5. Better resource management
Due to timely frame financial report the restaurant owners and hoteliers will get accurate numbers of resources, therefore, they can use optimum use of all resources.
6. PERFORMANCE EVALUATION
Under this type of accounting practice, Business Owners may assess the performance of the Employees in the financial performance of the business.

Capturing the Boomer Dollar

You will have to have been residing in a cave the last few years to not know that the Baby Boomer Generation is one of the wealthiest, most active generations yet. I am proud to be counted among that number. Another truism about my generation is that if your business reaches me, it will also reach my parents, my children and my grandchildren. I stay abreast of all of their likes and dislikes so that I can use my buying power to provide travel, entertainment, clothing and dining for them as well as for myself.

We Boomers do not belong to a generation that adheres to the concept that we have never needed that type of (technology, transportation, entertainment, etc.) before so why should we invest in it now. We Boomers want to embrace the new while at the same time retain our appreciation for the old. I want to know the terminology of the younger generation but do I want to be greeted by a “Howdy” when I walk into the establishment staffed by that generation. The answer to that is a resounding “No!”

That’s why marketing to us is not only a challenge, it can be a rewarding teachable moment. Just like when I started watching the new animated films with my grandkids. Did I go into the theater expecting to be entertained? No, of course not. Was I expanding my horizon or merely pleasing my grandkids? I will be honest and say that I was merely tagging along to play the “grandma dollar card” and see the smiles. Because I have an open mind, it was blown away by the creativity, the underlying humor, the exceptional message and also by the smiles.

That’s when I started paying attention to the markets and marketers who approached me. For instance I learned when I went into a store to purchase a new computer system that I was practically invisible. Salespeople walked right by me in an attempt to go visit with either a younger customer or go back to their station to visit with other salespeople. When I did leave the store with no computer in tow and was asked if I found everything I needed, my response was that “I would have spent a lot more money if someone had actually paid attention to me!”

Boomers are not invisible, we are on the cutting edge of technology, we are stylish, we are financially savvy and we have realized that we can’t take it with us, so we are more generous with our spending power. We will pay more for good service and we will remember the server. We will cultivate new social circles that will be multigenerational. We have a healthy admiration for the younger population and know that their future will be full of change and charged with energy and success, but are very thankful that we grew up with party lines, no remotes, no GPS systems and we learned patience when ordering items because “next day delivery” wasn’t even a concept much less a realization.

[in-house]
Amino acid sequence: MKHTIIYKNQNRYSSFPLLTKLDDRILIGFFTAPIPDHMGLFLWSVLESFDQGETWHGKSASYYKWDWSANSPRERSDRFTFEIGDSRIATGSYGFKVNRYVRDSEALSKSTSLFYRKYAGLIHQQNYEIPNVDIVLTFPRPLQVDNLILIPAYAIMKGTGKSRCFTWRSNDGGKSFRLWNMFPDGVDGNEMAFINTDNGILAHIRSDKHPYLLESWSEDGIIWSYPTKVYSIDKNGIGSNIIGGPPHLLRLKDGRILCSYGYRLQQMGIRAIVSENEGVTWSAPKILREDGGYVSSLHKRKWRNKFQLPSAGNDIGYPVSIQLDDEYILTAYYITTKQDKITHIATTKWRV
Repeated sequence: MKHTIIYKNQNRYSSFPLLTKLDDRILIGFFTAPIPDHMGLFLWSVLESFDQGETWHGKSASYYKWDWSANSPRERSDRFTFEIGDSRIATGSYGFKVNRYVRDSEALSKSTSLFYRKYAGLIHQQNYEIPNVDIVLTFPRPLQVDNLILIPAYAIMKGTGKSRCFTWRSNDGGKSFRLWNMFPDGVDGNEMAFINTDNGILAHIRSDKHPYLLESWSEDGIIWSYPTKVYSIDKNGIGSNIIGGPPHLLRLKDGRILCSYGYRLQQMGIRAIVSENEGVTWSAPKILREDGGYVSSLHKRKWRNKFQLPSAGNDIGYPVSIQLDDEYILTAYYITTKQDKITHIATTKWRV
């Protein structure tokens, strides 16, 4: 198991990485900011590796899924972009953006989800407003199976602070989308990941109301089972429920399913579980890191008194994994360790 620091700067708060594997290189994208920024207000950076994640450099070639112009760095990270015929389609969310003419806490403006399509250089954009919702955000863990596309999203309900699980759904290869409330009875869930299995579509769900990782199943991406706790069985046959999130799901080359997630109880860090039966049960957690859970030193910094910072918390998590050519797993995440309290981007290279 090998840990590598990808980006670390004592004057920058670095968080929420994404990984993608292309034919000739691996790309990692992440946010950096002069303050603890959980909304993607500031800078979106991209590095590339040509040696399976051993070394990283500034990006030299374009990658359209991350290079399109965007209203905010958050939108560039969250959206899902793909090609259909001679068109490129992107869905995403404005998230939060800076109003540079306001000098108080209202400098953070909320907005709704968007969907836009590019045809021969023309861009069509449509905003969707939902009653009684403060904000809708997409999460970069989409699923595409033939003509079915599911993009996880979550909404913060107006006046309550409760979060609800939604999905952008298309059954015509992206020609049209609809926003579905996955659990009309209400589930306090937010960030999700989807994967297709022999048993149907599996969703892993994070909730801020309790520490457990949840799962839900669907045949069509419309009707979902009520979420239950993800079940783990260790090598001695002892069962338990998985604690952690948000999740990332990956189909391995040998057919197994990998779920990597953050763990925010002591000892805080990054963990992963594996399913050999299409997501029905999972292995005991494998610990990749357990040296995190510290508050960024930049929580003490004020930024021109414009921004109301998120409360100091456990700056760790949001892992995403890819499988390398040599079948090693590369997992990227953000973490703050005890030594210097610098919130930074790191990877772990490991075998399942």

So here is my suggestion for businesses who want to romance the Boomers:
• Invite a Boomer to a training session to critique the verbal interchanges that may take place within your organization.

• Stand back and actually “look” at that market. Watch the purpose in their step, the pride in the way they carry themselves and what their eyes settle on when they enter your establishment and the expression on their faces.

• Be visible and attentive but not overwhelming.

• Anticipate some of the questions they might have and have the answers.

• Be prompt.

• Be neat.

• Smile.

• No “Howdys”.

• Don’t stand in the corner on the phone where we can see you.

• Don’t gossip about people around other salespeople because I could be that person’s mother/cousin/friend or…

• Realize that my initial visit may just be a walk through or I may have a distinct purpose, treat me the same either way.

• I would not expect you to be tolerant and appreciative of my generation if I cannot extend you the same courtesy. I am not above learning how to be a courteous consumer.

Effective Internal Control Systems and Optimal Processes and Procedures

How do firms choose their strategic control systems? What is the nature and function of strategic control systems? What are the critical elements of strategic control systems? What is the nature and function of internal control systems as critical element of strategic control systems? These strategic policy questions relate to the role of optimal organizational internal control systems, processes and procedures designed to create and sustain operational performance excellence that maximizes the return on investment and shareholders’ wealth while minimizing risks exposure and the cost of operations, simultaneously.

Clearly, effective internal control system is correlated with optimal operational performance excellence and critical to sound organizational systems and strategies designed to maximize the wealth producing capacity of the enterprise. In these series on organizational performance excellence, we will focus on the pertinent strategic control system questions and offer some operational guidance. The overriding purpose of this review is to highlight some conceptual framework, quality management theory and practice, strategic relationships, and industry best practices. For specific financial management strategies please consult a competent professional.

Internal controls as integral part of the strategic control systems is interrelated series of activities imposed on the standard operating procedures of an organization, designed to safeguard assets, minimize errors, and ensure that operations are conducted pursuant to standards. While strategic control systems establish standards and methods for measuring performance, determine whether actual performance matches the standard-expected performance, and execute corrective action, internal controls are designed to mitigate the level and types of risks to which an organization is exposed.